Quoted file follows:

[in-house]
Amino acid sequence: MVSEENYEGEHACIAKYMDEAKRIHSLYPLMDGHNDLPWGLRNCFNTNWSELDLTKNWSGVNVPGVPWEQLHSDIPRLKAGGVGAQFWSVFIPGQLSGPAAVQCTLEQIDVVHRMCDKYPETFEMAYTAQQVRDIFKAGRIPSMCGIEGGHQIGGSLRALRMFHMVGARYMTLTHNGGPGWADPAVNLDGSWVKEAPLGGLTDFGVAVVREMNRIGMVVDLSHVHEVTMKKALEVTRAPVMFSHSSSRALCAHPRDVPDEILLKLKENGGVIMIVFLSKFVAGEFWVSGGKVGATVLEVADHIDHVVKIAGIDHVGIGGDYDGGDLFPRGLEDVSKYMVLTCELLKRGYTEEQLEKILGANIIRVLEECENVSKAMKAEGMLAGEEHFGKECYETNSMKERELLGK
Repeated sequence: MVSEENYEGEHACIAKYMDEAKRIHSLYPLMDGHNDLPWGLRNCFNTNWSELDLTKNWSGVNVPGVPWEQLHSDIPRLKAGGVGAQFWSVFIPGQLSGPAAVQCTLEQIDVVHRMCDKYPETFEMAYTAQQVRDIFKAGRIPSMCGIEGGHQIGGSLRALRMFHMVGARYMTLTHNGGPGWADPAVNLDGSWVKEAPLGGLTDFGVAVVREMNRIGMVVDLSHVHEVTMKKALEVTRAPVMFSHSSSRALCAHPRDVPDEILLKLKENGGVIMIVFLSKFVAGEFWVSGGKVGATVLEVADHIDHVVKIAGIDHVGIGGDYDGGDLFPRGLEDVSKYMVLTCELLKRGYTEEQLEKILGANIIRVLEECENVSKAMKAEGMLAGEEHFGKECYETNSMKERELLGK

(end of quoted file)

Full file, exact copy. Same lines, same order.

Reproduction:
[in-house]
Amino acid sequence: MVSEENYEGEHACIAKYMDEAKRIHSLYPLMDGHNDLPWGLRNCFNTNWSELDLTKNWSGVNVPGVPWEQLHSDIPRLKAGGVGAQFWSVFIPGQLSGPAAVQCTLEQIDVVHRMCDKYPETFEMAYTAQQVRDIFKAGRIPSMCGIEGGHQIGGSLRALRMFHMVGARYMTLTHNGGPGWADPAVNLDGSWVKEAPLGGLTDFGVAVVREMNRIGMVVDLSHVHEVTMKKALEVTRAPVMFSHSSSRALCAHPRDVPDEILLKLKENGGVIMIVFLSKFVAGEFWVSGGKVGATVLEVADHIDHVVKIAGIDHVGIGGDYDGGDLFPRGLEDVSKYMVLTCELLKRGYTEEQLEKILGANIIRVLEECENVSKAMKAEGMLAGEEHFGKECYETNSMKERELLGK
Repeated sequence: MVSEENYEGEHACIAKYMDEAKRIHSLYPLMDGHNDLPWGLRNCFNTNWSELDLTKNWSGVNVPGVPWEQLHSDIPRLKAGGVGAQFWSVFIPGQLSGPAAVQCTLEQIDVVHRMCDKYPETFEMAYTAQQVRDIFKAGRIPSMCGIEGGHQIGGSLRALRMFHMVGARYMTLTHNGGPGWADPAVNLDGSWVKEAPLGGLTDFGVAVVREMNRIGMVVDLSHVHEVTMKKALEVTRAPVMFSHSSSRALCAHPRDVPDEILLKLKENGGVIMIVFLSKFVAGEFWVSGGKVGATVLEVADHIDHVVKIAGIDHVGIGGDYDGGDLFPRGLEDVSKYMVLTCELLKRGYTEEQLEKILGANIIRVLEECENVSKAMKAEGMLAGEEHFGKECYETNSMKERELLGK